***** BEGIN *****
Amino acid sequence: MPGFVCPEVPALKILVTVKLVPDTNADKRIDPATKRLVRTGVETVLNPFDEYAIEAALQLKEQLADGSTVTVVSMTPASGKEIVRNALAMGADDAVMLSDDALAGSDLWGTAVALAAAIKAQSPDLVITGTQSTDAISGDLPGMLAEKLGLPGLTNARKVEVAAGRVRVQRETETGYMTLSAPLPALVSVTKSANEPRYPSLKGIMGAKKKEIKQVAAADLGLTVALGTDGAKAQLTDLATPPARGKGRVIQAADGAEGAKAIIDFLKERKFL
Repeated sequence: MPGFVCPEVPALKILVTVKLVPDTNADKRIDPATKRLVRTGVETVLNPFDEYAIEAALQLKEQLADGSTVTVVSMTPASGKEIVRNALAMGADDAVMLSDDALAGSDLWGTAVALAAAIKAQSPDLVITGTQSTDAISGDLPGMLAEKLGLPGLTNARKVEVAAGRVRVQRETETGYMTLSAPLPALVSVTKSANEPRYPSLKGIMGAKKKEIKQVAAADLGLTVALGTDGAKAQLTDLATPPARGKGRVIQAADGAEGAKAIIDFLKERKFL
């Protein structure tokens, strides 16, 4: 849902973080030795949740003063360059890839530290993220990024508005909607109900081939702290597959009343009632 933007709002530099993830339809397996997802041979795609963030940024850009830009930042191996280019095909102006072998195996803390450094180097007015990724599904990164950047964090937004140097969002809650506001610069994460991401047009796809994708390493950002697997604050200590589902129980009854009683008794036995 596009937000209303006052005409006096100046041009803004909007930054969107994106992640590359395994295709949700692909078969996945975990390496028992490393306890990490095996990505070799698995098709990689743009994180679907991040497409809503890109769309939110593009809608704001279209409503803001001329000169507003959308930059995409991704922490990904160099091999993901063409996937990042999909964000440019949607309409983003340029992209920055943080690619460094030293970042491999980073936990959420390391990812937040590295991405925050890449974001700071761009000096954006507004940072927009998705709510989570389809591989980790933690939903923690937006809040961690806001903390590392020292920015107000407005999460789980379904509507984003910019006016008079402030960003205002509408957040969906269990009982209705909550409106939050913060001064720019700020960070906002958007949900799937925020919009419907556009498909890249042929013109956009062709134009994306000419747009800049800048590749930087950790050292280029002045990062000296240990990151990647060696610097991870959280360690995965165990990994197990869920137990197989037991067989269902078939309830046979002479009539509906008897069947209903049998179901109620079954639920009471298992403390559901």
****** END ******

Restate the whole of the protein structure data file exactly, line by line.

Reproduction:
Amino acid sequence: MPGFVCPEVPALKILVTVKLVPDTNADKRIDPATKRLVRTGVETVLNPFDEYAIEAALQLKEQLADGSTVTVVSMTPASGKEIVRNALAMGADDAVMLSDDALAGSDLWGTAVALAAAIKAQSPDLVITGTQSTDAISGDLPGMLAEKLGLPGLTNARKVEVAAGRVRVQRETETGYMTLSAPLPALVSVTKSANEPRYPSLKGIMGAKKKEIKQVAAADLGLTVALGTDGAKAQLTDLATPPARGKGRVIQAADGAEGAKAIIDFLKERKFL
Repeated sequence: MPGFVCPEVPALKILVTVKLVPDTNADKRIDPATKRLVRTGVETVLNPFDEYAIEAALQLKEQLADGSTVTVVSMTPASGKEIVRNALAMGADDAVMLSDDALAGSDLWGTAVALAAAIKAQSPDLVITGTQSTDAISGDLPGMLAEKLGLPGLTNARKVEVAAGRVRVQRETETGYMTLSAPLPALVSVTKSANEPRYPSLKGIMGAKKKEIKQVAAADLGLTVALGTDGAKAQLTDLATPPARGKGRVIQAADGAEGAKAIIDFLKERKFL
């Protein structure tokens, strides 16, 4: 849902973080030795949740003063360059890839530290993220990024508005909607109900081939702290597959009343009632 933007709002530099993830339809397996997802041979795609963030940024850009830009930042191996280019095909102006072998195996803390450094180097007015990724599904990164950047964090937004140097969002809650506001610069994460991401047009796809994708390493950002697997604050200590589902129980009854009683008794036995 596009937000209303006052005409006096100046041009803004909007930054969107994106992640590359395994295709949700692909078969996945975990390496028992490393306890990490095996990505070799698995098709990689743009994180679907991040497409809503890109769309939110593009809608704001279209409503803001001329000169507003959308930059995409991704922490990904160099091999993901063409996937990042999909964000440019949607309409983003340029992209920055943080690619460094030293970042491999980073936990959420390391990812937040590295991405925050890449974001700071761009000096954006507004940072927009998705709510989570389809591989980790933690939903923690937006809040961690806001903390590392020292920015107000407005999460789980379904509507984003910019006016008079402030960003205002509408957040969906269990009982209705909550409106939050913060001064720019700020960070906002958007949900799937925020919009419907556009498909890249042929013109956009062709134009994306000419747009800049800048590749930087950790050292280029002045990062000296240990990151990647060696610097991870959280360690995965165990990994197990869920137990197989037991067989269902078939309830046979002479009539509906008897069947209903049998179901109620079954639920009471298992403390559901």